For a writer, the problem can usually be solved by arranging a telephone interview. For a photographer, that’s when my background in photojournalism comes into play. For a recent story about the new Cleveland Velodrome for Cleveland Business Connects, club president Brett Davis was on an extended business trip from the time I got the assignment until after the deadline. So, instead of photographing Brett, I put together a photo essay of cyclists learning how to race at the track. The readers (and I) don’t know what Brett looks like, but they get a good idea of what it’s like to spend an evening at the track. Unfortunately the magazine only had room for one photo (plus a thumbnail in the table of contents), but you can see the full essay in my velodrome portfolio.

CBC Magazine

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The May 2013 issue of Cleveland Business Connects magazine was a huge one for me—three stories (one a hold-over from April), including the cover.

The cover shot was a last-minute addition to my schedule. But you get an email asking if you want to shoot magazine. Um, let me think about that a second … yeah!

This is how it went: email on Friday afternoon, can I shoot next Tuesday? Oh, and by the way, the magazine’s offices will be closed on Monday too. It was a busy week, but as luck would have it, Tuesday afternoon was free. The magazine’s theme for the month was healthcare, so the subject was Loree Vick, spokesperson for University Hospitals.

We made arrangements between all the parties (magazine editor, art director, hospital PR, subject, and photographer) by email that weekend, and chose the UH Ahuja Medical Center in Beachwood for the shoot. The hospital is just two or three years old, so it looks great. CBC had done a cover shoot there about a year ago, though, so we had to be careful not to duplicate that view.

This might be an appropriate point to note that shooting a magazine cover is different than just making a nice portrait. The main difference is composition. A cover shot is going to be vertical, obviously, but you also have to leave room for the magazine title and all the text and other information that goes on the cover as well. Knowing that CBC magazine’s cover “hardware” runs mostly on the left, I planned to pose Loree farther to the right of the frame than I would have for a normal portrait.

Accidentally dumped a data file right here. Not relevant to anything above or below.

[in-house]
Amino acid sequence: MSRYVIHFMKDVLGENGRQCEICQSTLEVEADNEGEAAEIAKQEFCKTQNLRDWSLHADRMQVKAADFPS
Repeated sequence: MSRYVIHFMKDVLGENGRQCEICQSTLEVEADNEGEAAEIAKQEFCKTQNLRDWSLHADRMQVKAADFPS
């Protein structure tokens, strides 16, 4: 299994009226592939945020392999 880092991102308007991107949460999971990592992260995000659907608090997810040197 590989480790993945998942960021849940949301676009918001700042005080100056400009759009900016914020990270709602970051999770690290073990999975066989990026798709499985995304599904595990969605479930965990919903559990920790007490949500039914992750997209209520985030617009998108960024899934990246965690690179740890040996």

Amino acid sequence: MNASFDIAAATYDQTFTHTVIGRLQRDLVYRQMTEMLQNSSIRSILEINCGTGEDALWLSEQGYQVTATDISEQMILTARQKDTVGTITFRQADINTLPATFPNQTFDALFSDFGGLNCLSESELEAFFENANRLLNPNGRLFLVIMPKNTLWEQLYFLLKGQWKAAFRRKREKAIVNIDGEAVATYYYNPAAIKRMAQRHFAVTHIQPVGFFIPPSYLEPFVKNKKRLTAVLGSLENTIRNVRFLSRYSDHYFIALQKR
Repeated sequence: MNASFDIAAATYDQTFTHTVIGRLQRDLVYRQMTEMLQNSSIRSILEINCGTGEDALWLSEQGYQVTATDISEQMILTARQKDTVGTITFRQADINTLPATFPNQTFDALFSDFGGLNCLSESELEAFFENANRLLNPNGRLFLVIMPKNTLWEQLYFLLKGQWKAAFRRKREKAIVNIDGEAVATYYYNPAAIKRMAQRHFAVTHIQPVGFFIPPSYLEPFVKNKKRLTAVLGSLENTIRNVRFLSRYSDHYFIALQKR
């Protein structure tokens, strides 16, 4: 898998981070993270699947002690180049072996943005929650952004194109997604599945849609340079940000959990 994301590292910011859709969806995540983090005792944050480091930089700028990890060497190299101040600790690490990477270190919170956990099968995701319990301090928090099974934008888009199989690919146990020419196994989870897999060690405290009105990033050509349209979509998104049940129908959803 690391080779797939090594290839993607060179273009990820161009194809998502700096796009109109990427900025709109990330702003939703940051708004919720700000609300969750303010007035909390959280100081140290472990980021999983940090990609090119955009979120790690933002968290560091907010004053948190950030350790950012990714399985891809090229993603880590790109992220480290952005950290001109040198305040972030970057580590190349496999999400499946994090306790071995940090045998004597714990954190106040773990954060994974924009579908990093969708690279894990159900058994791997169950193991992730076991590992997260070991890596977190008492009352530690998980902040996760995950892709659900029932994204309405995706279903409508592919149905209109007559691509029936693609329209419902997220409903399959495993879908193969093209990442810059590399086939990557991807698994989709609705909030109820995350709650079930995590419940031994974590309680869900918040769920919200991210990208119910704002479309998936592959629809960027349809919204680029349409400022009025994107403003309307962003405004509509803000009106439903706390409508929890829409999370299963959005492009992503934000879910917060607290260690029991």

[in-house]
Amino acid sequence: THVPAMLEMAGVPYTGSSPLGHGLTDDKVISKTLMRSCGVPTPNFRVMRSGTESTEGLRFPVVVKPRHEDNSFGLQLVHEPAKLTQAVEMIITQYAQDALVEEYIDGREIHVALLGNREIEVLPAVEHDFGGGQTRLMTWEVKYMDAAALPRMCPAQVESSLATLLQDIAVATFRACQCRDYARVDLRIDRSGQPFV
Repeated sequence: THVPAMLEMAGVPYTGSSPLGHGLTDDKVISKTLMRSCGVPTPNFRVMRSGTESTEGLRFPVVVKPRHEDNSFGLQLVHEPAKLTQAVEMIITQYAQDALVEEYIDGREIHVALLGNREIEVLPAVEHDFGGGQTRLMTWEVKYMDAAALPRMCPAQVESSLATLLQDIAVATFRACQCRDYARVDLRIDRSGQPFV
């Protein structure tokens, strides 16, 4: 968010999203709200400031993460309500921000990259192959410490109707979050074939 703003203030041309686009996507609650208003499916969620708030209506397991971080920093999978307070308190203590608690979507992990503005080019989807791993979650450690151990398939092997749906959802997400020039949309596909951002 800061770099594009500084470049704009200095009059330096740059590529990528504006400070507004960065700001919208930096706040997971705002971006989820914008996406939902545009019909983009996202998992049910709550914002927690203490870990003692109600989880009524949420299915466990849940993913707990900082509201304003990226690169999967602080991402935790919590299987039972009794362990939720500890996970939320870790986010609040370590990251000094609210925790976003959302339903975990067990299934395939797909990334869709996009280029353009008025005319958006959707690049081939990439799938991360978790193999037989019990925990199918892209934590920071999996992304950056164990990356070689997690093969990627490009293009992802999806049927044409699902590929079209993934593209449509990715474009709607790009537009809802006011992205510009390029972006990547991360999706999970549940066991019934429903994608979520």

I arrived early to scout the location. With the help of the hospital’s PR representative, I chose two locations to shoot in: looking out from the second floor atrium for the cover shot, and a small waiting area behind the reception desk for the inside shot.

Loree arrived right on time, and discussed wardrobe with the art director while I made a few test shots. They decided what she was wearing was perfect, so we got right to work. Loree was great to work with. As a former television news anchor, she’s used to being in front of the camera and, of course, naturally photogenic. She gave me a variety of poses and flashed her million-dollar smile. Five minutes later, we had the cover shot nailed down and she graciously helped move the equipment downstairs.

Having pre-planned the second shot, it only took 15 minutes to move and set up. Loree sat down for another 5 or 6 minutes, and we had the inside shot. I packed up, and went back to the office to start the post-production.

The other two stories I photographed for the issue were pieces on the Rotary Club of Cleveland and Sam Erickson, a planner for the Greater Cleveland Regional Transportation Authority (RTA). The former was the first commission I received in Cleveland. I met Mark Wipper (president), Jerry Jarzabek (past president) and Karen Melton (president elect) at the Nautica Complex on the Flats right after the monthly Rotary Club meeting. Like most places in Cleveland, the Nautica Complex is new to me, but I love the challenge of quickly finding locations in places I’ve never been before.

For the RTA story, Sam and I connected at the East 93rd Street station of the award-winning HealthLine bus rapid transit system. The weather was less than ideal for that shoot—the temperature suddenly dropped about 20°F as I arrived—but Sam was prepared and we got the shots we needed before she hopped on the bus back to work.